Public Interest Communications
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- Comp & Benefits
- Work/Life Balance
- Senior Management
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I have been working at Public Interest Communications part-time (more than a year)Pros
We do fundraising calls for various non-profit organizations, so if nothing else, I usually leave work feeling good about what I've done for the day. Supervisors are generally pretty friendly, although they all get a little harsh when under pressure (from management or just general busy-ness). The female sups are usually better at keeping this frustration under wraps. The woman who does the trainings is wonderful, as are the younger male supervisors. One in particular makes things a lot of fun. Weekend shifts seem like they'd be a drag, but the supervisors make sure that we have a little fun, and since it's less busy, they can focus on improving your skills more than they might during the week. For the most part, they work hard to make sure you do well.
There is room for advancement here; people who do well get small hourly raises and lots of bonuses, some mentor new callers, and occasionally someone gets made a substitute supervisor. If you don't have a lot of job experience or if you are looking to change fields, this is a great place to be, since you learn all kinds of skills - persuasion, customer service with a touch of conflict resolution, politics and environmental activism, and more.Cons
One of the day time sups is really anal and dismissive, but he does definitely know what he's doing. One of the night sups seems like he knows the job inside and out, but he's hard to find (always outside smoking) and doesn't put much effort into helping his callers. It's like he decides early on who is good and who isn't, then ignores them for either reason (doesn't need help, or not worth helping). The director is just really strange; it's impossible to tell if he's joking or serious when he makes inappropriate remarks and innuendos. The assistant director is ok, but he can be surly. Generally it is not a very professional environment. People constantly bad mouth each other at all levels.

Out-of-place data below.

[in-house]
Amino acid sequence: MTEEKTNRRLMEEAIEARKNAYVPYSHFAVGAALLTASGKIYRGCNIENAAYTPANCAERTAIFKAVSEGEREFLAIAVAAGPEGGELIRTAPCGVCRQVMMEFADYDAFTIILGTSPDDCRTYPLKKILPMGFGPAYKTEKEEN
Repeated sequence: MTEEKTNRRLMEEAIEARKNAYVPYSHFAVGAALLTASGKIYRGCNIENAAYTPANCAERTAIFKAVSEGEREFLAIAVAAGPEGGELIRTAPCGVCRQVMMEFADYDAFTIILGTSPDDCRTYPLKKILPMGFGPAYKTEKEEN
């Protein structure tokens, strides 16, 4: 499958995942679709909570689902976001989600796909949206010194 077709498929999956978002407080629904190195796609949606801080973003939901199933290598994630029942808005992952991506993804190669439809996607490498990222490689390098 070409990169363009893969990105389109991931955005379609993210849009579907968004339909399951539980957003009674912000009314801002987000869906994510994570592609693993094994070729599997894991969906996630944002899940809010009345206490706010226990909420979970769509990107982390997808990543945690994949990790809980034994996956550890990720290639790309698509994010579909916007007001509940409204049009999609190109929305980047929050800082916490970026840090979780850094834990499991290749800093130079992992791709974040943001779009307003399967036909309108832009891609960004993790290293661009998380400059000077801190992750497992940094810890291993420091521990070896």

Plus, the pay sucks. It's really really hard to get enough hours to make a decent living unless you are one of the best callers in the office who makes over $15/hr. There are very few who do. When there aren't a lot of campaigns, even experienced callers get sent home early, which is especially bad when you consider we only work 5 hour shifts.Advice to ManagementAdvice
Cut down on inter-office drama and gossip. Supervisors on the floor shouldn't be badmouthing other sups or management in front of callers/subordinates. Management is guilty of this as well.
While it's nice that it's a very relaxed environment, some kind of dress code might help with the lack of professionalism. Not that anyone needs to wear a tie to work, but fewer gym shorts and dirty ripped jeans might help.
Callers need some additional training to reinforce skills, outside of briefings, particularly because sups are often too busy to coach everyone everyday. What if instead of sending callers home early when all the campaigns run out, they had the option to stay for a brief workshop on how to ask for monthly gifts better or something? Or a briefing for callers who don't know a lot of campaigns?RecommendsNeutral Outlook